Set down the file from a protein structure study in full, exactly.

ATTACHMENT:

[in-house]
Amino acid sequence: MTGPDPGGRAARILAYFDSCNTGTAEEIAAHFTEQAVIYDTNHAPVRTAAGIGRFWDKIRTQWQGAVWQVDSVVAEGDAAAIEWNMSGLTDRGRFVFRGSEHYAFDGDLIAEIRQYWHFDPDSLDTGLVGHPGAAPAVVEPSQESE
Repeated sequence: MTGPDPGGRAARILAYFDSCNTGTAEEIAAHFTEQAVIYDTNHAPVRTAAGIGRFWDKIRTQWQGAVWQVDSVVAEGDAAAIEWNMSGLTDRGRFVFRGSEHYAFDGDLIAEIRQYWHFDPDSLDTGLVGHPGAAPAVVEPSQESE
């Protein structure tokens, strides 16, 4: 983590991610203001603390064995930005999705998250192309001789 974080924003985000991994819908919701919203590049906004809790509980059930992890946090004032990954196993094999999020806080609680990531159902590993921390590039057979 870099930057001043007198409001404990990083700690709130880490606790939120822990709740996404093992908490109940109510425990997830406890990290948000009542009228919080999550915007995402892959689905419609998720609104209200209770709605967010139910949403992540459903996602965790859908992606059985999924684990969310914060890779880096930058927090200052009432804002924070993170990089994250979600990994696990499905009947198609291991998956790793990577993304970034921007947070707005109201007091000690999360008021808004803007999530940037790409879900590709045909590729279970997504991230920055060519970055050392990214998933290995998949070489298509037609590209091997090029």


[in-house]
Amino acid sequence: MTGPDPGGRAARILAYFDSCNTGTAEEIAAHFTEQAVIYDTNHAPVRTAAGIGRFWDKIRTQWQGAVWQVDSVVAEGDAAAIEWNMSGLTDRGRFVFRGSEHYAFDGDLIAEIRQYWHFDPDSLDTGLVGHPGAAPAVVEPSQESE
Repeated sequence: MTGPDPGGRAARILAYFDSCNTGTAEEIAAHFTEQAVIYDTNHAPVRTAAGIGRFWDKIRTQWQGAVWQVDSVVAEGDAAAIEWNMSGLTDRGRFVFRGSEHYAFDGDLIAEIRQYWHFDPDSLDTGLVGHPGAAPAVVEPSQESE
């Protein structure tokens, strides 16, 4: 983590991610203001603390064995930005999705998250192309001789 974080924003985000991994819908919701919203590049906004809790509980059930992890946090004032990954196993094999999020806080609680990531159902590993921390590039057979 870099930057001043007198409001404990990083700690709130880490606790939120822990709740996404093992908490109940109510425990997830406890990290948000009542009228919080999550915007995402892959689905419609998720609104209200209770709605967010139910949403992540459903996602965790859908992606059985999924684990969310914060890779880096930058927090200052009432804002924070993170990089994250979600990994696990499905009947198609291991998956790793990577993304970034921007947070707005109201007091000690999360008021808004803007999530940037790409879900590709045909590729279970997504991230920055060519970055050392990214998933290995998949070489298509037609590209091997090029």